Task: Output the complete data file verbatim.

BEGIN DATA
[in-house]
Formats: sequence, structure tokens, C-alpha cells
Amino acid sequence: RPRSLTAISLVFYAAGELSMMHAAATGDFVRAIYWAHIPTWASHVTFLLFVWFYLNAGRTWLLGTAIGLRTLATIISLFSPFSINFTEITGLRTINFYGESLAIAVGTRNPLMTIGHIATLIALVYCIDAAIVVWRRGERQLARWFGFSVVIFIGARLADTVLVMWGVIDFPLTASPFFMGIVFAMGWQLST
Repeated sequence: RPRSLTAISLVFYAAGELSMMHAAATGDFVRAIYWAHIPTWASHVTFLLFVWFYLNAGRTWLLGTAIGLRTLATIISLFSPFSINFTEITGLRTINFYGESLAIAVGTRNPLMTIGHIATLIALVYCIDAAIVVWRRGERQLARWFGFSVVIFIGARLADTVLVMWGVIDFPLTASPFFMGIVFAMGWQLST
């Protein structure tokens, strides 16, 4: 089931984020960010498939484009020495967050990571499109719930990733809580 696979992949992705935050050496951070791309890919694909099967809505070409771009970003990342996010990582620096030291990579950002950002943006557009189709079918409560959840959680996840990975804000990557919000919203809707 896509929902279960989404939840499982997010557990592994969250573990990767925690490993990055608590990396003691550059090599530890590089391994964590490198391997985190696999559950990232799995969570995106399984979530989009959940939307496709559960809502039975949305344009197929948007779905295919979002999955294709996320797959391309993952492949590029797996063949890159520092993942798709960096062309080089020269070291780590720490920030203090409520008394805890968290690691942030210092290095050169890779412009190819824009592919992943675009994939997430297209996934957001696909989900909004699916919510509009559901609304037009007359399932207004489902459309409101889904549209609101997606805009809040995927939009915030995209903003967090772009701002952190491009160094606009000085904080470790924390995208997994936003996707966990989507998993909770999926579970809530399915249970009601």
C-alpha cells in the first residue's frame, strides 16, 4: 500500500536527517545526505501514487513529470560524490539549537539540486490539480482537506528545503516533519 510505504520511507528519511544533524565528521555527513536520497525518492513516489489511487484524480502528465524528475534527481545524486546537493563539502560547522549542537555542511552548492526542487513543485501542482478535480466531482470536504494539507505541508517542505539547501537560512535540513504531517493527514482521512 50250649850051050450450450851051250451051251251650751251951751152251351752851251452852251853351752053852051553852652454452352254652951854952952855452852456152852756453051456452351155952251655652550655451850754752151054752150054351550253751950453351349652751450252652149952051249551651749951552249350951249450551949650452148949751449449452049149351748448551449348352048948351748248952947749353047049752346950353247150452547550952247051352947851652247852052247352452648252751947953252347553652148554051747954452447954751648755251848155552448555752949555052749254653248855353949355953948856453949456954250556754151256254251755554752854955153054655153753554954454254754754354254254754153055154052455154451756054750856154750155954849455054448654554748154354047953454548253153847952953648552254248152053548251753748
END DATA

[in-house]
Formats: sequence, structure tokens, C-alpha cells
Amino acid sequence: RPRSLTAISLVFYAAGELSMMHAAATGDFVRAIYWAHIPTWASHVTFLLFVWFYLNAGRTWLLGTAIGLRTLATIISLFSPFSINFTEITGLRTINFYGESLAIAVGTRNPLMTIGHIATLIALVYCIDAAIVVWRRGERQLARWFGFSVVIFIGARLADTVLVMWGVIDFPLTASPFFMGIVFAMGWQLST
Repeated sequence: RPRSLTAISLVFYAAGELSMMHAAATGDFVRAIYWAHIPTWASHVTFLLFVWFYLNAGRTWLLGTAIGLRTLATIISLFSPFSINFTEITGLRTINFYGESLAIAVGTRNPLMTIGHIATLIALVYCIDAAIVVWRRGERQLARWFGFSVVIFIGARLADTVLVMWGVIDFPLTASPFFMGIVFAMGWQLST
């Protein structure tokens, strides 16, 4: 089931984020960010498939484009020495967050990571499109719930990733809580 696979992949992705935050050496951070791309890919694909099967809505070409771009970003990342996010990582620096030291990579950002950002943006557009189709079918409560959840959680996840990975804000990557919000919203809707 896509929902279960989404939840499982997010557990592994969250573990990767925690490993990055608590990396003691550059090599530890590089391994964590490198391997985190696999559950990232799995969570995106399984979530989009959940939307496709559960809502039975949305344009197929948007779905295919979002999955294709996320797959391309993952492949590029797996063949890159520092993942798709960096062309080089020269070291780590720490920030203090409520008394805890968290690691942030210092290095050169890779412009190819824009592919992943675009994939997430297209996934957001696909989900909004699916919510509009559901609304037009007359399932207004489902459309409101889904549209609101997606805009809040995927939009915030995209903003967090772009701002952190491009160094606009000085904080470790924390995208997994936003996707966990989507998993909770999926579970809530399915249970009601």
C-alpha cells in the first residue's frame, strides 16, 4: 500500500536527517545526505501514487513529470560524490539549537539540486490539480482537506528545503516533519 510505504520511507528519511544533524565528521555527513536520497525518492513516489489511487484524480502528465524528475534527481545524486546537493563539502560547522549542537555542511552548492526542487513543485501542482478535480466531482470536504494539507505541508517542505539547501537560512535540513504531517493527514482521512 50250649850051050450450450851051250451051251251650751251951751152251351752851251452852251853351752053852051553852652454452352254652951854952952855452852456152852756453051456452351155952251655652550655451850754752151054752150054351550253751950453351349652751450252652149952051249551651749951552249350951249450551949650452148949751449449452049149351748448551449348352048948351748248952947749353047049752346950353247150452547550952247051352947851652247852052247352452648252751947953252347553652148554051747954452447954751648755251848155552448555752949555052749254653248855353949355953948856453949456954250556754151256254251755554752854955153054655153753554954454254754754354254254754153055154052455154451756054750856154750155954849455054448654554748154354047953454548253153847952953648552254248152053548251753748